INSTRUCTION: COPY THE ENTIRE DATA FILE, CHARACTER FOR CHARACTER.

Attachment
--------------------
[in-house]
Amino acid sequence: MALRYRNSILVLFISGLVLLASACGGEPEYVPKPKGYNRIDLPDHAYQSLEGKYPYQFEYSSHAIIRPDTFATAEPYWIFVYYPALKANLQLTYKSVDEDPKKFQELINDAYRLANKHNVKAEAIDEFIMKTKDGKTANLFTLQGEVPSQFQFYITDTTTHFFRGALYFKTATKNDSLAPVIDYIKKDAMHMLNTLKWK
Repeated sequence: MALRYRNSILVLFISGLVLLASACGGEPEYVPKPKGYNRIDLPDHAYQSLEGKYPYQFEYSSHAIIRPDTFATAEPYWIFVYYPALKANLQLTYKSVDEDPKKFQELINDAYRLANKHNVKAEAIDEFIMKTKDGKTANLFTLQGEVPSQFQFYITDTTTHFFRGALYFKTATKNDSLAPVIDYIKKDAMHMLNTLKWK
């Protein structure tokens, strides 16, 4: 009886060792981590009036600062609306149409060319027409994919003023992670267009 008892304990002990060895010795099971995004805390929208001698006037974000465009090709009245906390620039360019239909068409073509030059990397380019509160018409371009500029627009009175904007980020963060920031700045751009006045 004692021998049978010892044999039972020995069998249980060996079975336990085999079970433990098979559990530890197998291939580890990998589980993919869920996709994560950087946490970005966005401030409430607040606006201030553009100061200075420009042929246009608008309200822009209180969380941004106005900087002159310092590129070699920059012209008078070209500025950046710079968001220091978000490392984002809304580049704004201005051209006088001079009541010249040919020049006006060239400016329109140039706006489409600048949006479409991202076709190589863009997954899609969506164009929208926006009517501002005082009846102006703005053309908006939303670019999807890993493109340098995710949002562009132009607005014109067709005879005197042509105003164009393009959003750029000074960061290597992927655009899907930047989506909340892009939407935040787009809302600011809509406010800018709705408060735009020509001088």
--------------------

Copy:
[in-house]
Amino acid sequence: MALRYRNSILVLFISGLVLLASACGGEPEYVPKPKGYNRIDLPDHAYQSLEGKYPYQFEYSSHAIIRPDTFATAEPYWIFVYYPALKANLQLTYKSVDEDPKKFQELINDAYRLANKHNVKAEAIDEFIMKTKDGKTANLFTLQGEVPSQFQFYITDTTTHFFRGALYFKTATKNDSLAPVIDYIKKDAMHMLNTLKWK
Repeated sequence: MALRYRNSILVLFISGLVLLASACGGEPEYVPKPKGYNRIDLPDHAYQSLEGKYPYQFEYSSHAIIRPDTFATAEPYWIFVYYPALKANLQLTYKSVDEDPKKFQELINDAYRLANKHNVKAEAIDEFIMKTKDGKTANLFTLQGEVPSQFQFYITDTTTHFFRGALYFKTATKNDSLAPVIDYIKKDAMHMLNTLKWK
């Protein structure tokens, strides 16, 4: 009886060792981590009036600062609306149409060319027409994919003023992670267009 008892304990002990060895010795099971995004805390929208001698006037974000465009090709009245906390620039360019239909068409073509030059990397380019509160018409371009500029627009009175904007980020963060920031700045751009006045 004692021998049978010892044999039972020995069998249980060996079975336990085999079970433990098979559990530890197998291939580890990998589980993919869920996709994560950087946490970005966005401030409430607040606006201030553009100061200075420009042929246009608008309200822009209180969380941004106005900087002159310092590129070699920059012209008078070209500025950046710079968001220091978000490392984002809304580049704004201005051209006088001079009541010249040919020049006006060239400016329109140039706006489409600048949006479409991202076709190589863009997954899609969506164009929208926006009517501002005082009846102006703005053309908006939303670019999807890993493109340098995710949002562009132009607005014109067709005879005197042509105003164009393009959003750029000074960061290597992927655009899907930047989506909340892009939407935040787009809302600011809509406010800018709705408060735009020509001088």